Obama's 'sacred' obligation to VA

President Obama said the nation should "work even harder" to ensure medical benefits for military veterans in his weekend address for the Memorial Day holiday. 

As pressure builds on the White House to take action on the VA controversy, Obama said the criticism has refocused his attention on the treatment of veterans after they return from combat.

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"In recent weeks, we’ve seen again how much more our nation has to do to make sure all our veterans get the care they deserve," Obama said Saturday. "As Commander in Chief, I believe that taking care of our veterans and their families is a sacred obligation. It’s been one of the causes of my presidency."  

Republicans have accused the Obama administration of attempting to cover up a backlog of veteran's medical complaints they say were allowed to pile up for years.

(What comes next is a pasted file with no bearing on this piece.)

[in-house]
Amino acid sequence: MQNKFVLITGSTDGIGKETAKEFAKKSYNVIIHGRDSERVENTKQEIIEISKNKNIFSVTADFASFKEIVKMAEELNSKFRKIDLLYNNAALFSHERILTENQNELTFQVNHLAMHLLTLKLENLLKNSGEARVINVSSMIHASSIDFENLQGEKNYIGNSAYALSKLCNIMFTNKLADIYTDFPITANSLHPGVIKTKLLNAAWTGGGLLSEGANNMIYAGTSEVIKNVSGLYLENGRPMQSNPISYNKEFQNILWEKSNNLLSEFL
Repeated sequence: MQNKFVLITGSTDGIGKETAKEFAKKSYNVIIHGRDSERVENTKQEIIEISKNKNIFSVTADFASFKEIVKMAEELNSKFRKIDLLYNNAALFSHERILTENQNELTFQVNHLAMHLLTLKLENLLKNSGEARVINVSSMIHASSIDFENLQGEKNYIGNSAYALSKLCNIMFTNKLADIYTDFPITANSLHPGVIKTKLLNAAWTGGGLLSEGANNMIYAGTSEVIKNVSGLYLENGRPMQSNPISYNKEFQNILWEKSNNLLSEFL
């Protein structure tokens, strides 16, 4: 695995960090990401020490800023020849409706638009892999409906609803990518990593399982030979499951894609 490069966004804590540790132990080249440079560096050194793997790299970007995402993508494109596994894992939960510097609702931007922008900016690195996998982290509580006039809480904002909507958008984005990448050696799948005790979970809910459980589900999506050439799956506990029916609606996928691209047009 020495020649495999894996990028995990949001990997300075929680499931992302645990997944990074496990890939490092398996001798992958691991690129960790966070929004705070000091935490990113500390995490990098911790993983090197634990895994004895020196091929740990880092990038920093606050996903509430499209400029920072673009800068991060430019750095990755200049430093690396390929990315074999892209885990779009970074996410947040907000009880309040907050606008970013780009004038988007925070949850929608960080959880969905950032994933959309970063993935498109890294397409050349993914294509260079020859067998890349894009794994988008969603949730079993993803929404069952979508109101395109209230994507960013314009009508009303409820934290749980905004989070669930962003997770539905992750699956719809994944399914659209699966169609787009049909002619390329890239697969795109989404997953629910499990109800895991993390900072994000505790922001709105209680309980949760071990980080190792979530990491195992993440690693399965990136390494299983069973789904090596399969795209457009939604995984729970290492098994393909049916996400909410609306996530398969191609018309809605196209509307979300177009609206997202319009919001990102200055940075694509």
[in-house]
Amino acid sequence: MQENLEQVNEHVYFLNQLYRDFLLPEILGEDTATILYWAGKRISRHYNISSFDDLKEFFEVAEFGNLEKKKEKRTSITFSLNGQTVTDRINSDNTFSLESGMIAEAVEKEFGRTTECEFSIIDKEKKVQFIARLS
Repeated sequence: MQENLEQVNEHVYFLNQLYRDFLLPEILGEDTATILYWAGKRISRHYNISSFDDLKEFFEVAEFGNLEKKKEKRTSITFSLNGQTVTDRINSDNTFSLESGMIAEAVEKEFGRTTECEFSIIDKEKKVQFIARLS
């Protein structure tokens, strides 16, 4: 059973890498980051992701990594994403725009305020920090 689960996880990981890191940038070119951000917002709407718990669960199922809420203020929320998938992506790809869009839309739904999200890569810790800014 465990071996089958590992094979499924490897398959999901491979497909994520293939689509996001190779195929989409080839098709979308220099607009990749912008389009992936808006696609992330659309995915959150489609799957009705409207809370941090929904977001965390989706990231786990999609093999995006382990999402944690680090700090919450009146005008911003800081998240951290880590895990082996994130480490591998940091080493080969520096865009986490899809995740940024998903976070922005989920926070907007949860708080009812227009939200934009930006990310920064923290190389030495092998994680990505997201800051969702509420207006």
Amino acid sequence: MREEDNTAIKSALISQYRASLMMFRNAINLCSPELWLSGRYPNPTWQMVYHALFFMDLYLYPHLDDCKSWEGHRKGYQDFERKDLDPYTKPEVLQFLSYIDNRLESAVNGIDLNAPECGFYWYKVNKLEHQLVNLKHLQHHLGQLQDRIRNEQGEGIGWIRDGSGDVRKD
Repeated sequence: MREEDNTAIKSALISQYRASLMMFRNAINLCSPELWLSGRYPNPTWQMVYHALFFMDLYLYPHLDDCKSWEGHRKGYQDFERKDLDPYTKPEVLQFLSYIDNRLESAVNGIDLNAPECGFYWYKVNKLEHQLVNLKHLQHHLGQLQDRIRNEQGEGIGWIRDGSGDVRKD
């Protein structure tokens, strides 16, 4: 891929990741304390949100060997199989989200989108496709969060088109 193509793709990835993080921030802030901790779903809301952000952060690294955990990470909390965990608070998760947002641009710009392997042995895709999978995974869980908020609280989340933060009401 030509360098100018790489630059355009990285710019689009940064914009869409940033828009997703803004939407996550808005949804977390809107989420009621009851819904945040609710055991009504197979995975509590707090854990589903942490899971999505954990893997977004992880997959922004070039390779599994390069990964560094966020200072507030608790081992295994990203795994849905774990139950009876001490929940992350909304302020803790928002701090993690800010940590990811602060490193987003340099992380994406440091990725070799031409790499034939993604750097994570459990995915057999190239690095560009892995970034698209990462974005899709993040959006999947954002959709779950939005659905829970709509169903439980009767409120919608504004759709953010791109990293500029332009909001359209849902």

Obama said in his address that the federal government would likely have to provide even more care for veterans in coming years with the Iraq and Afghanistan wars winding down now.

"Now that we’ve ended the war in Iraq, and as our war in Afghanistan ends as well, we have to work even harder as a nation to make sure all our veterans get the benefits and opportunities they’ve earned," he said. "They’ve done their duty, and they ask nothing more than that this country does ours – now and for decades to come."   

Obama also asked U.S. residents to take time out from the Memorial Day celebrations "to remember the heroes whose sacrifices made these moments possible – our men and women in uniform who gave their lives to keep our nation safe and free."